NEW CLASS OF EDUCATION NURTURES ENTREPRENEURS OF TOMORROW
Written on the 5 December 2016 by Karen Rickert
THE rise in youth unemployment has affirmed the importance of entrepreneurship education, and south-east Queensland is fertile ground for the next generation of business leaders.
Bond University assistant professor of entrepreneurship Dr Baden U'Ren (pictured) says with youth unemployment at record levels, initiatives such as Bond's recent Demo Day, have never been more important.
"When shocks in economy occur, the youth are hit hard and you see a spike in unemployment," Dr U'Ren says.
"Typically, they bounce back to normal levels within 12 months, but that has not been the case with the Global Financial Crisis come 2008."
Speaking at Demo Day, which attracted 200 people to Bond's Basil Sellers Theatre, Dr U'Ren showed that one in five young people were out of work for more than six months and about one in 12 were unemployed for more than 12 months during 2008.
In 2016, those figures jumped to one in three being out of work for more than six months and one in five unemployed for longer than 12 months with 300,000 people between 15 and 24 years old actively searching for work.
Dr U'Ren says universities must change their mindset and consider which avenues are creating job opportunities for graduates.
He says despite large, established firms offering formal engagement for student employability, including careers fairs and recruitment programs, more roles are being made redundant rather than created through advances in technology.
"It's a significant challenge for those of us in the business of preparing people for employment," Dr U'Ren says.
"If we look into OECD (Organisation for Economic Co-operation and Development) figures of where job creation is, old firms are net job destroyers - the jobs lost in those industries outweigh the jobs that are created.
"Small young firms and also medium to large young firms are the net job creators. They are currently a smaller proportion of the employment base, but it's where new opportunities are being created."
Dr U'Ren says because these young firms are 'structurally different' they require unique skills that aren't typically delivered in a traditional degree.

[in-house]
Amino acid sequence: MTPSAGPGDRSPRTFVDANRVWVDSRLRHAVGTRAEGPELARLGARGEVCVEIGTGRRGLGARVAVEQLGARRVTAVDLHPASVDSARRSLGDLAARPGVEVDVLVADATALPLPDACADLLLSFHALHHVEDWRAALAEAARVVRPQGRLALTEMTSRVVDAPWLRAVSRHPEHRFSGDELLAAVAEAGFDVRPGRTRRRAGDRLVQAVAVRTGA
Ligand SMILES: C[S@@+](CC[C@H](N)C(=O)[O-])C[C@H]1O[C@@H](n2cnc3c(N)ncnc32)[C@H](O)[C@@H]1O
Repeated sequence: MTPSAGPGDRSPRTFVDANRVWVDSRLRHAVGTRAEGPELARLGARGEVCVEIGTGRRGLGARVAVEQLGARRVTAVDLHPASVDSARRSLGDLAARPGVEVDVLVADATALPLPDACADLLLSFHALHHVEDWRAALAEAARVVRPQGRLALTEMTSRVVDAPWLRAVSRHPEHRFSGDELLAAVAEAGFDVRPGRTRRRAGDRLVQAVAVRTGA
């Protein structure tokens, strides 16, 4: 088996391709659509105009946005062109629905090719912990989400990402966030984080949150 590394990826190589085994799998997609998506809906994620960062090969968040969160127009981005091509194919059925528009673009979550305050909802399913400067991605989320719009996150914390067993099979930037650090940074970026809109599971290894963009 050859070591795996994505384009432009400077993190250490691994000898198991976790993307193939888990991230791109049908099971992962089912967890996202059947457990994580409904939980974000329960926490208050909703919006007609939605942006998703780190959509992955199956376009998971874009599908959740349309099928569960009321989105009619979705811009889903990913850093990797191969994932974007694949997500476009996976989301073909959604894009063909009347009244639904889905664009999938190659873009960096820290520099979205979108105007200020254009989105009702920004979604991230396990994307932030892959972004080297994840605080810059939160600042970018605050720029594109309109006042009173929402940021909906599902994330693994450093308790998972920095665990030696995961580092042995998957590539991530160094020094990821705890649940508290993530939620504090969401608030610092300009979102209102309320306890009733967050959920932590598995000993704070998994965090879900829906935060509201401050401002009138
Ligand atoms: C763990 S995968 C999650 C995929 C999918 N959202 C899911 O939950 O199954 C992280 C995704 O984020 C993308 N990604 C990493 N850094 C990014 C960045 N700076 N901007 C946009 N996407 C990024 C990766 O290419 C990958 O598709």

He says research from Northeastern University in the US shows 97 per cent of corporates are looking for candidates with experiential learning. While 89 per cent want people to be skilled in entrepreneurship education, including opportunity recognition, new product development, innovation, creativity and commercialisation.
As an official event of Global Entrepreneurship Week, this year's Demo Day featured presentations from Club Kidpreneur, Startup Apprentice, Bond Business Accelerator, Gold Coast Startup Weekend, Beach City and River City Labs Accelerator powered by muru-D.
The latter was represented by 3D mapping technology SiteSee, which was co-founded by brothers and Bond Masters of Business Management students David and Lachlan Crane (pictured right).
"For Australia, innovative entrepreneurs are vital in raising productivity and growing a sustainable and competitive economy by creating opportunities for themselves and others," Lachlan Crane says.
"Australia must transition the economy from its reliance on natural resources to innovation, or we risk being left behind in the rapidly accelerating and global competitive digital economy.
"Business incubator and accelerator initiatives, like the Bond Business Accelerator program, are pivotal in educating and supporting the entrepreneurs of tomorrow, and events like Gold Coast Demo Day serve as an effective means to network and showcase entrepreneurship to the community."
SiteSee is preparing to present at a global tower owner conference in Singapore with 250 C-level executives, before scaling operations in 2017.